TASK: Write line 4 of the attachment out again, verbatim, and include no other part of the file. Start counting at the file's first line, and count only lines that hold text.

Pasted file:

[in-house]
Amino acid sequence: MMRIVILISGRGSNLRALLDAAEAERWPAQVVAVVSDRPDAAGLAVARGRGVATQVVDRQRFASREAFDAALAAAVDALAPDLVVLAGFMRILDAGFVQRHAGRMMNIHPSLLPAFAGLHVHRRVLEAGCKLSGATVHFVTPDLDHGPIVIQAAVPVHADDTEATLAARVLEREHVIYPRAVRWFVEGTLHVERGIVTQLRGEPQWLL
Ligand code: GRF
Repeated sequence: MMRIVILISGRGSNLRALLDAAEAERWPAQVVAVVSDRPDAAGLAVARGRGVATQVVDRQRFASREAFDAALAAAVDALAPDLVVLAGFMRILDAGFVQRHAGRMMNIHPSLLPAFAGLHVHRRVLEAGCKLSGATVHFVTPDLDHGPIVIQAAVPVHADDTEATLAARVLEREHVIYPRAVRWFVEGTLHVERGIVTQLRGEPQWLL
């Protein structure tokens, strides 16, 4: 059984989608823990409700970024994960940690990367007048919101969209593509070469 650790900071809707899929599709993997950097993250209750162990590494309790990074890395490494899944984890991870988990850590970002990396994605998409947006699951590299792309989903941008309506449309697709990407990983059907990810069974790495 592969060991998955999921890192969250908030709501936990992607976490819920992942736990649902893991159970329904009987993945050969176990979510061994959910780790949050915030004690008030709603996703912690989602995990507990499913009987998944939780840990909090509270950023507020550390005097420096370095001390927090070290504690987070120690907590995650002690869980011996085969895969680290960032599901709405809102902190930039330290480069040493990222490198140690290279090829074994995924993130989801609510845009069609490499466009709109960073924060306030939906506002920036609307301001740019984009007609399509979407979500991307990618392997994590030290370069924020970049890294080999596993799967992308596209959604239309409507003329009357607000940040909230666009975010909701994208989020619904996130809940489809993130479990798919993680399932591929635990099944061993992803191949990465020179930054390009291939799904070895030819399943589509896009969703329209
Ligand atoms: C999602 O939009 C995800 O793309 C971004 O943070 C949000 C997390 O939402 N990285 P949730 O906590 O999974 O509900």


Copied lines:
Repeated sequence: MMRIVILISGRGSNLRALLDAAEAERWPAQVVAVVSDRPDAAGLAVARGRGVATQVVDRQRFASREAFDAALAAAVDALAPDLVVLAGFMRILDAGFVQRHAGRMMNIHPSLLPAFAGLHVHRRVLEAGCKLSGATVHFVTPDLDHGPIVIQAAVPVHADDTEATLAARVLEREHVIYPRAVRWFVEGTLHVERGIVTQLRGEPQWLL